Together, they make eight questions of the type 'take a pentomino and some rectangle-shaped tiles, and try to fit them in a (bigger) rectangular box'. There are twelve pentominos; so four of them are left, and it's easy to see that it doesn't really make sense to ask the question for I, L and P because they trivially tile a 1x5 or 2x5 rectangle:
It turns out that the Y pentomino (see above) also tiles a rectangle without help of other rectangles, but the solution is a bit trickier and a nice puzzle, certainly doable by hand (that's where the no-computers tag is for). So the actual puzzle here is:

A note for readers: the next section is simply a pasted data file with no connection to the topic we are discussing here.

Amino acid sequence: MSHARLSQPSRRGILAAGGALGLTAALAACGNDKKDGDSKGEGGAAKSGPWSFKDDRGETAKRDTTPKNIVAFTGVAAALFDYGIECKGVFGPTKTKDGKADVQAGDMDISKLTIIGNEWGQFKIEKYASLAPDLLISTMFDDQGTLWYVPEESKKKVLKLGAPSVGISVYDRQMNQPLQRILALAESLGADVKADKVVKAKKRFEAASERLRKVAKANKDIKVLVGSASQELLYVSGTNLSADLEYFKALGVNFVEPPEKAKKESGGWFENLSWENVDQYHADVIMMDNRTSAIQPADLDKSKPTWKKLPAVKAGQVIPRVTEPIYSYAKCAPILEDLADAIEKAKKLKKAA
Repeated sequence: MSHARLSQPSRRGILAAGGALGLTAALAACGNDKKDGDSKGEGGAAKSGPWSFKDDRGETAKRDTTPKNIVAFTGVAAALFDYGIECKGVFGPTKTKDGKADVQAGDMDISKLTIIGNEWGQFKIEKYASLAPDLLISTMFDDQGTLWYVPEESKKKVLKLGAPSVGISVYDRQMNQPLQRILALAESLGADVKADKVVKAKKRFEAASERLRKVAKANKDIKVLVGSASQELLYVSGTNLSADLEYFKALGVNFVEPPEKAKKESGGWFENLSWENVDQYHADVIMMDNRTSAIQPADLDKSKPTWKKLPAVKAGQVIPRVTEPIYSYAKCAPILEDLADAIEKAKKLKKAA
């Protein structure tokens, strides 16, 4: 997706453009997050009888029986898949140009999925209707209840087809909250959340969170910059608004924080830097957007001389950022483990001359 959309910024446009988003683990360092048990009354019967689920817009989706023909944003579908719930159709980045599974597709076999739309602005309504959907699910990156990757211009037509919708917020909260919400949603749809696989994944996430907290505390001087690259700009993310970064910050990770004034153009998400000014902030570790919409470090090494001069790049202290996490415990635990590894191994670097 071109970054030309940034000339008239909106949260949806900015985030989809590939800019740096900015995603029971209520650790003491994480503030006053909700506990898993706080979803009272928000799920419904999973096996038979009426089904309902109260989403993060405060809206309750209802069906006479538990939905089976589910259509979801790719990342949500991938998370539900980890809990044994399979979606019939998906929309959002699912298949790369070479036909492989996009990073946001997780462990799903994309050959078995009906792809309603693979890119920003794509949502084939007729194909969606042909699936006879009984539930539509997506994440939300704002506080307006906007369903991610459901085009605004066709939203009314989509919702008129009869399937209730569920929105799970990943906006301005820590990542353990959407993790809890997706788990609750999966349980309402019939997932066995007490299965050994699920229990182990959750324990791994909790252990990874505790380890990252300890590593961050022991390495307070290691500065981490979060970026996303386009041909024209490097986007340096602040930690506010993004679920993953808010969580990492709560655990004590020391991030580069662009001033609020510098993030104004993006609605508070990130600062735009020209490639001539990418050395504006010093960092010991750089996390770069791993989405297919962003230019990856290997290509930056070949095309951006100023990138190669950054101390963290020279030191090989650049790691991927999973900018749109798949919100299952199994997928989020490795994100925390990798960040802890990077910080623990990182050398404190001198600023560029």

What is the smallest rectangle which can be tiled by Y pentominos?
Rotations and reflections of the pentomino are allowed, so you actually have 8 forms to work with.
One observation/hint (which, as expected, wasn't necessary, but might help future readers who want to solve this puzzle by themselves):
The total area of the rectangle must be divisible by 5. Therefore, at least one of the sides must be divisible by 5 as well.